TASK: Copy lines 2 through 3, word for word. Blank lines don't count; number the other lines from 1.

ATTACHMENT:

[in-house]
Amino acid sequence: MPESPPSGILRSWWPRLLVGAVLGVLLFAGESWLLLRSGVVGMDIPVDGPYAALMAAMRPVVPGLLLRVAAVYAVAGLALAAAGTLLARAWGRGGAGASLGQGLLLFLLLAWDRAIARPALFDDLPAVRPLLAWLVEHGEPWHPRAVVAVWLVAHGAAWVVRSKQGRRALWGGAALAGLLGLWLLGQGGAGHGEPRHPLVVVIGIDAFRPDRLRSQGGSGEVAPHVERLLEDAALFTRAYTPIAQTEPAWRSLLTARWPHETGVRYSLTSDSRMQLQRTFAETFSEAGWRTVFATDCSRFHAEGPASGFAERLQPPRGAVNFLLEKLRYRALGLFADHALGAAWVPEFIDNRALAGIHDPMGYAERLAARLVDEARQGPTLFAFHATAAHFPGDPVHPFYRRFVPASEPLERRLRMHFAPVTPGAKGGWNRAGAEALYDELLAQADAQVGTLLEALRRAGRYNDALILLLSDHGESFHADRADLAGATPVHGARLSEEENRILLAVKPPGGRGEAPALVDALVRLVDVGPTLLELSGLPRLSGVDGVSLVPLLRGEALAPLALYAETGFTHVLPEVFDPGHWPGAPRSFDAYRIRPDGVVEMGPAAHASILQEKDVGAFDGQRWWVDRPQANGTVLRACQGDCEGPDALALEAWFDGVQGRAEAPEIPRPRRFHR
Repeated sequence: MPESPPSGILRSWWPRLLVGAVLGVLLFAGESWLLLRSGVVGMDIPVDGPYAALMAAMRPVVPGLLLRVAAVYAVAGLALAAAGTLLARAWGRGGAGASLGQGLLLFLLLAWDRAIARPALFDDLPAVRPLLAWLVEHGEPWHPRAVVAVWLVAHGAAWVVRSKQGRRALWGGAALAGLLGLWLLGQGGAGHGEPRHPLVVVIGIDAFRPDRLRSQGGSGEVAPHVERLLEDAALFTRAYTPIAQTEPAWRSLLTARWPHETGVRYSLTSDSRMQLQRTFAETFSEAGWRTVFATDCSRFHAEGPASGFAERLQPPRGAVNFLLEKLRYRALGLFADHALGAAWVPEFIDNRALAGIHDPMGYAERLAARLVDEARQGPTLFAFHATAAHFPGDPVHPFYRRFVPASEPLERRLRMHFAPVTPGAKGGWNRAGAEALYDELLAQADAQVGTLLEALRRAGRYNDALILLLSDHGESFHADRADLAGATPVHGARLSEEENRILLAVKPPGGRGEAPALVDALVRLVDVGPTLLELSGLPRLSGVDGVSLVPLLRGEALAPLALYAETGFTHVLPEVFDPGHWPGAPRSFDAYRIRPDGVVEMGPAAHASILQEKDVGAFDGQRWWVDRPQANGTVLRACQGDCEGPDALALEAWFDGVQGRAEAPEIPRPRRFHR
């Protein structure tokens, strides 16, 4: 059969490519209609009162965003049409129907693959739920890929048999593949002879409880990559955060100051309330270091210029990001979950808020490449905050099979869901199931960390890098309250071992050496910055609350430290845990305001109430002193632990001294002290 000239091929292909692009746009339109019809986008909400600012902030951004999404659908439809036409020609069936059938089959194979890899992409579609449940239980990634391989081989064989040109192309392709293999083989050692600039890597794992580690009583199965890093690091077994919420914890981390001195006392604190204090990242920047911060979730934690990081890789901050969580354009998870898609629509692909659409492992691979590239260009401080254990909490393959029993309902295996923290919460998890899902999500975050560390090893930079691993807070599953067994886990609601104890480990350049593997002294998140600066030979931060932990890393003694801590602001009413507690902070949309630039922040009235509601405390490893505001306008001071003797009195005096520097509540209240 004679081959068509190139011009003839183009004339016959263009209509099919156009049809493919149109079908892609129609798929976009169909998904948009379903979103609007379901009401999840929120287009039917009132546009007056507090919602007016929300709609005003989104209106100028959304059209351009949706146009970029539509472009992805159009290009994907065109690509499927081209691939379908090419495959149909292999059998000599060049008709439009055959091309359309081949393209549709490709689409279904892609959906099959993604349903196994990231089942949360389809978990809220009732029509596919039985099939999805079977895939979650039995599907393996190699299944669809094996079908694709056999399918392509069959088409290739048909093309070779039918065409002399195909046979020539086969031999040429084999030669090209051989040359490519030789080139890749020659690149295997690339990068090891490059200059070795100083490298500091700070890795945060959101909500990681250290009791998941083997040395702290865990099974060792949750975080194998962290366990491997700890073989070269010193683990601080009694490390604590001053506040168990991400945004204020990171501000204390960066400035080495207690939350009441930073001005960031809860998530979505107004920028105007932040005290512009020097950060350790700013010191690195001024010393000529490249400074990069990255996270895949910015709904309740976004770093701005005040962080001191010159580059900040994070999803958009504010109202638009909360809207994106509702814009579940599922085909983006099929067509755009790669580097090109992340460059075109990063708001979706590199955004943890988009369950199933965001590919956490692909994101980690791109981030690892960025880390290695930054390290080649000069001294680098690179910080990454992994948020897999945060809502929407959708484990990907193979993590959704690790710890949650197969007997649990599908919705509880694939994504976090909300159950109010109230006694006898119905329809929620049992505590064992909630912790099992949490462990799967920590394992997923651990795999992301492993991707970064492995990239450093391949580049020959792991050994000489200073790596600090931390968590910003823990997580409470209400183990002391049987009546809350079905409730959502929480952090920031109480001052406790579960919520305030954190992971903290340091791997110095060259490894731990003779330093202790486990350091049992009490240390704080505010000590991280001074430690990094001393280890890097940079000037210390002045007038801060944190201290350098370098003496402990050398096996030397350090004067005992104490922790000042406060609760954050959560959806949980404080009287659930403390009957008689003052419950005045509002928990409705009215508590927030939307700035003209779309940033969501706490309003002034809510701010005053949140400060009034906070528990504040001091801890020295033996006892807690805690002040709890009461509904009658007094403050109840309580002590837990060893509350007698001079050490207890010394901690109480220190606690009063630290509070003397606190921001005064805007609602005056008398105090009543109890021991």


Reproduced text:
Amino acid sequence: MPESPPSGILRSWWPRLLVGAVLGVLLFAGESWLLLRSGVVGMDIPVDGPYAALMAAMRPVVPGLLLRVAAVYAVAGLALAAAGTLLARAWGRGGAGASLGQGLLLFLLLAWDRAIARPALFDDLPAVRPLLAWLVEHGEPWHPRAVVAVWLVAHGAAWVVRSKQGRRALWGGAALAGLLGLWLLGQGGAGHGEPRHPLVVVIGIDAFRPDRLRSQGGSGEVAPHVERLLEDAALFTRAYTPIAQTEPAWRSLLTARWPHETGVRYSLTSDSRMQLQRTFAETFSEAGWRTVFATDCSRFHAEGPASGFAERLQPPRGAVNFLLEKLRYRALGLFADHALGAAWVPEFIDNRALAGIHDPMGYAERLAARLVDEARQGPTLFAFHATAAHFPGDPVHPFYRRFVPASEPLERRLRMHFAPVTPGAKGGWNRAGAEALYDELLAQADAQVGTLLEALRRAGRYNDALILLLSDHGESFHADRADLAGATPVHGARLSEEENRILLAVKPPGGRGEAPALVDALVRLVDVGPTLLELSGLPRLSGVDGVSLVPLLRGEALAPLALYAETGFTHVLPEVFDPGHWPGAPRSFDAYRIRPDGVVEMGPAAHASILQEKDVGAFDGQRWWVDRPQANGTVLRACQGDCEGPDALALEAWFDGVQGRAEAPEIPRPRRFHR
Repeated sequence: MPESPPSGILRSWWPRLLVGAVLGVLLFAGESWLLLRSGVVGMDIPVDGPYAALMAAMRPVVPGLLLRVAAVYAVAGLALAAAGTLLARAWGRGGAGASLGQGLLLFLLLAWDRAIARPALFDDLPAVRPLLAWLVEHGEPWHPRAVVAVWLVAHGAAWVVRSKQGRRALWGGAALAGLLGLWLLGQGGAGHGEPRHPLVVVIGIDAFRPDRLRSQGGSGEVAPHVERLLEDAALFTRAYTPIAQTEPAWRSLLTARWPHETGVRYSLTSDSRMQLQRTFAETFSEAGWRTVFATDCSRFHAEGPASGFAERLQPPRGAVNFLLEKLRYRALGLFADHALGAAWVPEFIDNRALAGIHDPMGYAERLAARLVDEARQGPTLFAFHATAAHFPGDPVHPFYRRFVPASEPLERRLRMHFAPVTPGAKGGWNRAGAEALYDELLAQADAQVGTLLEALRRAGRYNDALILLLSDHGESFHADRADLAGATPVHGARLSEEENRILLAVKPPGGRGEAPALVDALVRLVDVGPTLLELSGLPRLSGVDGVSLVPLLRGEALAPLALYAETGFTHVLPEVFDPGHWPGAPRSFDAYRIRPDGVVEMGPAAHASILQEKDVGAFDGQRWWVDRPQANGTVLRACQGDCEGPDALALEAWFDGVQGRAEAPEIPRPRRFHR